Violent stabbing pains in the stomach - these can be kidney stones. Once you have been affected, you must expect new ones to emerge. Simple measures can prevent the common ailment. Kidneys filter metabolic products and toxins from the blood and divert them via the produced urine. They control the salt and water balance and blood pressure, and they make vital hormones.
Kidney stones consist of substances that are actually dissolved in the urine, which crystallize. They can vary in size - the size ranges from a few millimeters - about the size of a rice grain - up to several centimeters. Mostly only one kidney is affected. A kidney stone that enters the ureter is called a urethral stone.
It used to be thought that kidney stones always occur when dissolved salts are present in the urine in excess and crystallize. From the small crystals that form in the kidney, pebbles develop in the course of time. However, this is greatly simplified. Some people have too much of certain substances in their urine - and yet they do not form stones. Others have lower concentrations and suffer from stones. It is not known why this is so.
The so-called stone-forming substances include calcium, uric acid or oxalate. It is also problematic if there are too few stone-dissolving substances such as magnesium or citrate in the urine. This also contributes to the formation of kidney stones.
Small stones usually go unnoticed on the urine and cause no discomfort. They are often discovered only by accident - such as in an ultrasound examination. If the stones are larger, they cause pain when they enter the ureter and get stuck in it. They then block the urine drainage.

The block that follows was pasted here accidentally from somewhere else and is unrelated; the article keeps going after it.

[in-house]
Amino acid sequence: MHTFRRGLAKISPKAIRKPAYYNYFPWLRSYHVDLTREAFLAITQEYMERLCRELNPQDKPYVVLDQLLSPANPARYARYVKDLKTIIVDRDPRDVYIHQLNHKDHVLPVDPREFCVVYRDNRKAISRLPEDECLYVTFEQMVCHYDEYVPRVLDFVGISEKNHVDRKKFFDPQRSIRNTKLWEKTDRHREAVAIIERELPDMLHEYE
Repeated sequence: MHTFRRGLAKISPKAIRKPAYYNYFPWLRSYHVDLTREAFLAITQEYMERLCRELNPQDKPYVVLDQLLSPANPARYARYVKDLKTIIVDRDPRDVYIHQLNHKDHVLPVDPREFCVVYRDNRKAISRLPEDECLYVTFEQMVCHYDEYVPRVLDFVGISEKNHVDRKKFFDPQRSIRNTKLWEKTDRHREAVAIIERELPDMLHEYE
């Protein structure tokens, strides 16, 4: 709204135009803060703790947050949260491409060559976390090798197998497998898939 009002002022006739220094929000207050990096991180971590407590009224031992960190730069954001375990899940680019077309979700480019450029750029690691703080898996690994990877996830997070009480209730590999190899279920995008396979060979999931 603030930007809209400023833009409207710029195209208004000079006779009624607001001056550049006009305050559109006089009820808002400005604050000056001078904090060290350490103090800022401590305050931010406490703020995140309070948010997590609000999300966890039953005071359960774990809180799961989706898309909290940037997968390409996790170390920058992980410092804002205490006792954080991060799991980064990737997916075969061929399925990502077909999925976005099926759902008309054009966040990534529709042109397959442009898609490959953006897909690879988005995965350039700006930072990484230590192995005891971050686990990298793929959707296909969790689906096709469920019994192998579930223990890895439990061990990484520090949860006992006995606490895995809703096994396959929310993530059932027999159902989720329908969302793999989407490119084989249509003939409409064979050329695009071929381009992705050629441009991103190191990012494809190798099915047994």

If there is a fever and chills in kidney stones, this is an emergency that needs immediate attention. It can come to a life-threatening blood poisoning.
Most kidney or urinary stones can be detected by an ultrasound scan. Sometimes a computed tomography (CT) is necessary. An X-ray examination is usually omitted today because of the radiation exposure. In addition, the doctor examines the urine and the blood. It can be diagnosed whether uric acid and calcium levels are elevated or whether an infection exists.
Treatments depend on the location and size of the stones. Smaller stones of no more than five millimeters usually come out with urine within a month. Therefore, it is often sufficient to take painkillers, to drink plenty of water and to wait. This is worth a try even with slightly larger stones (not more than ten millimeters). If necessary, medications can be given to relax the muscles. Also heat (hot water bottle, bath) has this effect. To move about, carefully hop around or climb stairs also help.
Larger stones (over ten millimeters) usually have to be smashed by sound waves or removed endoscopically. An open surgery is rarely necessary. Special medications can dissolve uric acid stones sometimes.
The risk of kidney stone can be reduced by a few simple measures:
Drink a lot and regularly: At least 2.5 liters of unsweetened liquids such as water per day. Coke and other soft drinks, on the other hand, should be avoided. They contain phosphoric acid, which probably promotes the formation of kidney stones. Coffee inhibits even the formation of stones. Citrus juices - such as a home-made, barely sweetened lemonade are good. They increase the citrate concentration in the urine. Important above all: Drink regularly.
If a lot of drinking and a change in diet are not enough, medication can also be prescribed. They specifically reduce the concentration of certain salts in the urine. They are useful if the risk for other kidney stones is great - for example, if the stones occurred for the first time in childhood or adolescence, there is a family burden or there is a previous illness.